How is this search done for taking over the entire city with pixo interventions? What are the principles that move it? How do the pixadores mobilize themselves so that they will have an amplified circulation throughout the city?
There are three basic things that lead the guys to pixação; first is the social recognition; second is the entertainment and adrenaline; and third is the protest.
The vast majority of the kids are from the periphery and what are their options for entertainment where they come from? A small soccer field, a bar in every corner, and a crack house. Those guys don’t have a lot of options; there isn’t a public policy of recreation aimed at this public. For this reason, pixação became a way of recreation for the periphery, or the outsiders; it’s the greatest option for these kids. Relating this to social knowledge, I would say that these guys, in their majority, have problems with their families. Parents are absent from their upbringing so they look for a second family in the streets. They refer to their pixo group as family. Since the guys don’t have recognition at home, they look for it in the street, and it’s the alternative they find.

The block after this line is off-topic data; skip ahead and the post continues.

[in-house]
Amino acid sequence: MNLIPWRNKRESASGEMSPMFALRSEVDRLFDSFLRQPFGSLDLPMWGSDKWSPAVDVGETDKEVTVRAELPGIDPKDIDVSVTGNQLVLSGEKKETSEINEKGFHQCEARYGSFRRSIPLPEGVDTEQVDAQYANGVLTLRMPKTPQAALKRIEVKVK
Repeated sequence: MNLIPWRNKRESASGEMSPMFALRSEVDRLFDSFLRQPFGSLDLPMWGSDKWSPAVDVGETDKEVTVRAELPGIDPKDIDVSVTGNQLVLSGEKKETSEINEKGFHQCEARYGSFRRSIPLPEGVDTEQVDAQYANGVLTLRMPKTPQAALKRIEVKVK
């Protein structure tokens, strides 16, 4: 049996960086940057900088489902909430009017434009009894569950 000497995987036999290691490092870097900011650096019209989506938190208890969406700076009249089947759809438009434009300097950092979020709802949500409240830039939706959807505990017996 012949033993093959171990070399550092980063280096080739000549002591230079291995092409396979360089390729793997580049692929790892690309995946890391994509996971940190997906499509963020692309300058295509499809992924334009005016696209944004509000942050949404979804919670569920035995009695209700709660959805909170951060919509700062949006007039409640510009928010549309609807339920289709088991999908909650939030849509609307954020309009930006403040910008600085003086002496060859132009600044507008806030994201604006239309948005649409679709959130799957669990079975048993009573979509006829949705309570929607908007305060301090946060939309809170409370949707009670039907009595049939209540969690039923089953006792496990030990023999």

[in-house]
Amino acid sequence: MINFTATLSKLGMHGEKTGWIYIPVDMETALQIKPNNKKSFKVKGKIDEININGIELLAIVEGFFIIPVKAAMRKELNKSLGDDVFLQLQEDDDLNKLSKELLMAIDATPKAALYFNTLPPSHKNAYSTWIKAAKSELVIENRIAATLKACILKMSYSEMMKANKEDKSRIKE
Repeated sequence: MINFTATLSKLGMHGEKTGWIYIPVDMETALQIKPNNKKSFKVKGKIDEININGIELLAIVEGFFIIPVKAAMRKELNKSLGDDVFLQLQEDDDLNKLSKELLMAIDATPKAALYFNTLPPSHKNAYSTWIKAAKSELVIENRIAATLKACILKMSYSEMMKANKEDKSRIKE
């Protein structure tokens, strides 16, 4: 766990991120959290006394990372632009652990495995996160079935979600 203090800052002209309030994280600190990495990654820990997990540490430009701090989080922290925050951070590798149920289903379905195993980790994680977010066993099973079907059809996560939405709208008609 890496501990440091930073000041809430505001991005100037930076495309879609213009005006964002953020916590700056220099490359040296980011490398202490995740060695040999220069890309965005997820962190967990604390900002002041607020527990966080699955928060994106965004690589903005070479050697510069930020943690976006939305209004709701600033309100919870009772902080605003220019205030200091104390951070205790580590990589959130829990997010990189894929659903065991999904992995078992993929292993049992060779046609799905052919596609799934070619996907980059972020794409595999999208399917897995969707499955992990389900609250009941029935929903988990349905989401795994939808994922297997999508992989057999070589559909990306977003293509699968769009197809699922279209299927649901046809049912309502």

But such social acknowledgement is internal, because they are the only ones that understand the letters; the writings are so sophisticated that they are the only ones who can read them. To society it’s an indirect recognition, once it sees pixo as an aesthetic aggression against their bourgeoisie standards of beauty. They say that through their actions the bourgeoisie won’t be able to have the spotless white buildings as they wish. The guys are questioning the concept of private property with the act of pixação; they take the space symbolically, then. They are symbolically appropriating when they paint on the top of the building, making the building their own space.
But what is the degree of protest in the manifestation?
It’s an indirect protest, not as it occurred during the dictatorship years. The pixação works as a symptom of a much larger social problem in São Paulo. It isn’t meant to be read or understood directly. It’s an aggression, not a form of communication for the society.